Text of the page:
The Yukon government is seeking public feedback on a $200-million plan to widen the Alaska Highway to four lanes from Macrae to Crestview.
The plan, prepared by consultants CH2M HILL, would also see passing lanes and intersection improvements from just south of the Carcross cutoff to just north of the North Klondike Highway turnoff.
“The study arose out of increasing concerns with traffic congestion and traffic safety on this section of the Alaska Highway, within the Whitehorse municipal boundaries,” said Mike Howes, project manager with CH2M HILL, at a media briefing on Monday morning.
Those issues “are only expected to get worse as population continues to grow,” he said.
In addition, property owners with direct highway access can expect a change. The government is planning to add frontage roads that residents would share with their neighbours to get to a single access point to the highway.
Although some properties will be directly affected by these additions, the majority of the work will be done within the existing highway right-of-way, said Howes.
The consultants have recommended that the section of highway between Robert Service Way and just before Kopper King be upgraded immediately, at an estimated cost of $52 million.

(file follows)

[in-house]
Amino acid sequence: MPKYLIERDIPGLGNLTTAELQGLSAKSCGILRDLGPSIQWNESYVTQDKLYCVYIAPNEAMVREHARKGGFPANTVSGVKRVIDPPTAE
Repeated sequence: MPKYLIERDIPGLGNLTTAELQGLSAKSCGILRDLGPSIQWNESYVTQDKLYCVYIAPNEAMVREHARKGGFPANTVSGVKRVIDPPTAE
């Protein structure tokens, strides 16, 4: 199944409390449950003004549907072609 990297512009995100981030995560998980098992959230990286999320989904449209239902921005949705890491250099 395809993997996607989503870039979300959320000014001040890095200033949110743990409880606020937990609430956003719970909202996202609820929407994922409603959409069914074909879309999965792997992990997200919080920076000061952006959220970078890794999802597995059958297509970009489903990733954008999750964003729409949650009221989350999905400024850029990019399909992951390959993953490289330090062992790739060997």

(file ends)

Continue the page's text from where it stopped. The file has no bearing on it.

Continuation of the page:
That work would see widening to four lanes, intersection improvements, and a paved multi-use trail along the corridor.
“Based on our analysis those areas are not meeting the current requirements for the corridor,” said Howes. “They’re not meeting the level of service that we established as the desired design criteria for the corridor.”
Construction on that section of the highway could begin as early as 2016, and might take five years to complete.
The second priority would be to upgrade the highway from Kopper King to Crestview, at an estimated cost of $50 million.
The timing of that work is dependent on Whitehorse’s population growth, and the consultants recommended that the upgrades be complete before the city hits 35,000 residents.
The long-term vision would see further improvements from Golden Horn to Robert Service Way to the south, as well as from Crestview to the City of Whitehorse boundary to the north. That work will cost an estimated
$100 million and should be done by the time Whitehorse’s population hits 47,000, according to the plan.
A summary of the plan and a survey has been mailed out to Yukon residences and businesses.
More information is available at www.placespeak.com/whitehorsecorridor, including detailed maps and simulated fly-over videos of the planned improvements.
Yukoners can also 1-866-692-4484 or email email@example.com with questions or feedback.
Public open houses will be scheduled for the week of April 20. The deadline to provide feedback on the plan is May 15.
Jacqueline Ronson at firstname.lastname@example.org